Celiac disease triggers: Mild virus
Celiac disease can be triggered by a common virus so mild people might not even notice they have it. The immune system soon eliminates this reovirus but it leaves its mark. One event like this may not be enough, but in predisposed people the accumulation of several similar insults may provide an autoimmune response such as celiac disease.
U.S. researchers made this discovery by studying the effects of two strains of the virus with slight genetic differences. One was capable of provoking celiac in susceptible mice and the other was not. A comparison of how mice responded to both strains identified how their immune systems behaved differently as they lost tolerance to gluten. In particular, the mice with celiac produced higher levels of a protein called interferon regulatory factor 1 (IRF1).
Then researchers looked for evidence of the same activity in humans. They identified people with high levels of reovirus antibodies from previous infection. Celiac disease was unexpectedly common in this group. Further, celiac patients who had high levels of reovirus antibodies also produced more IRF1. This implicated the virus as a contributing factor in onset of their disease.
Future research might reveal a viral vaccine that can protect people at risk for celiac.
Bouziat R, Hinterleitner R, Brown JJ, Stencel-Baerenwald JE, Ikizler M, Mayassi T, Meisel M, Kim SM, Discepolo V, Pruijssers AJ, Ernest JD, Iskarpatyoti JA, Costes LMM, Lawrence I, Palanski BA, Varma M, Zurenski MA, Khomandiak S, McAllister N, Aravamudhan P, Boehme KW, Hu F, Samsom JN, Reinecker H-C, Kupfer SS, Guandalini S, Semrad CE, Abadie V, Khosla C, Barreiro LB, Xavier RJ, Ng A, Dermody TS and Jabri B, “Reovirus infection triggers inflammatory responses to dietary antigens and development of celiac disease,” Science, 7 April 2017;356:44-50, doi:10.1126/science.aah5298.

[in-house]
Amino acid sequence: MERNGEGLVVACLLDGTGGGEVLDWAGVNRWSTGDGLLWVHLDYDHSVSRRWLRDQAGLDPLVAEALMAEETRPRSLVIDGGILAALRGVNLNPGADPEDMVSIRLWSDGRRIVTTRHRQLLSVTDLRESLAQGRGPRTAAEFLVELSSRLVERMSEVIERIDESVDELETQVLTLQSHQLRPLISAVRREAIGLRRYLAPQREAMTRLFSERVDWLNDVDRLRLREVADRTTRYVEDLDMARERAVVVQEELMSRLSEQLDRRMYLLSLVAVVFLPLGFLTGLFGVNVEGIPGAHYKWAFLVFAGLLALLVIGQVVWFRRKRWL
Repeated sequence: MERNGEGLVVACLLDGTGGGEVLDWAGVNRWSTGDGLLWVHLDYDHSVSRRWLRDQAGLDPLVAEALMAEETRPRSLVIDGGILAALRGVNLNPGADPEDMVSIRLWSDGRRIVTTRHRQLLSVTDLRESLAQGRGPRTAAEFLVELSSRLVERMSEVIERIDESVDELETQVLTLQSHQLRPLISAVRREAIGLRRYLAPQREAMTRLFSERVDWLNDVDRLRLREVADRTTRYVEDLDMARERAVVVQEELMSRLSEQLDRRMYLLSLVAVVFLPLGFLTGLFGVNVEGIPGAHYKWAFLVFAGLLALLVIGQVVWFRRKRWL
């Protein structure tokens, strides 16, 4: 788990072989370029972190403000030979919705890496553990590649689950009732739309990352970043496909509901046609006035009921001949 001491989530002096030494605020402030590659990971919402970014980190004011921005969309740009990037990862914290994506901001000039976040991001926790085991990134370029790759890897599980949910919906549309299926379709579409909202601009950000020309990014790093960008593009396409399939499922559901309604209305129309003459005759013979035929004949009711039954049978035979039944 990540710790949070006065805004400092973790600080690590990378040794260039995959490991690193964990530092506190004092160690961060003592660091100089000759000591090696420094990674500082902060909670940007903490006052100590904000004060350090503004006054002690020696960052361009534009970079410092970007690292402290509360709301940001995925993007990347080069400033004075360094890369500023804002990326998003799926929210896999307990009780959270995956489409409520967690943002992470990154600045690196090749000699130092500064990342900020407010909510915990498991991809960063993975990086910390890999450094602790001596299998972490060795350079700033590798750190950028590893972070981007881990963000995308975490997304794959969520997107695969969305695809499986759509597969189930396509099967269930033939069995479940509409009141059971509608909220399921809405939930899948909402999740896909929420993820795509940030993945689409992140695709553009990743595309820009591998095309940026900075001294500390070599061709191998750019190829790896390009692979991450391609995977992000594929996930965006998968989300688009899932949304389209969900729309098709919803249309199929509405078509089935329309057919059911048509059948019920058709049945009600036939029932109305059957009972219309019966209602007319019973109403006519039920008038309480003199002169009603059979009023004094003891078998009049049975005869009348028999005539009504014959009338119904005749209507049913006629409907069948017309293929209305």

Celiac disease triggers: C-section findings
Babies born by cesarean section do not have an increased risk for celiac, according to a new study from Italy.
Cesarean births do not provide babies with the same microbes as those who pass through the birth canal. Their gut microbiome matures more slowly and includes fewer of certain bacteria that assist digestion. Disturbances in the microbiome are implicated in celiac disease. For this reason, some experts believe vaginal delivery might protect babies at risk.
This study focused on 431 children born between 2003 and 2009 who had a high risk for celiac based on genetic tests. Nearly half (198) had a cesarean birth. In the study group, 71 children were diagnosed with celiac by age 10. The disease was just as likely regardless of how they were born.
This was the first study on this topic to follow a group of at-risk children from birth, providing stronger data than previous research. It did not distinguish between elective and emergency cesarean delivery.
Lionetti E, Castellaneta S, Francavilla R, Pulvirenti A and Catassi C, “Mode of delivery and risk of celiac disease: risk of celiac disease and age at gluten introduction cohort study,” Journal of Pediatrics, 10 Feb 2017;184:81-86.e2, doi:10.1016/j.jpeds.2017.01.023 [Epub ahead of print].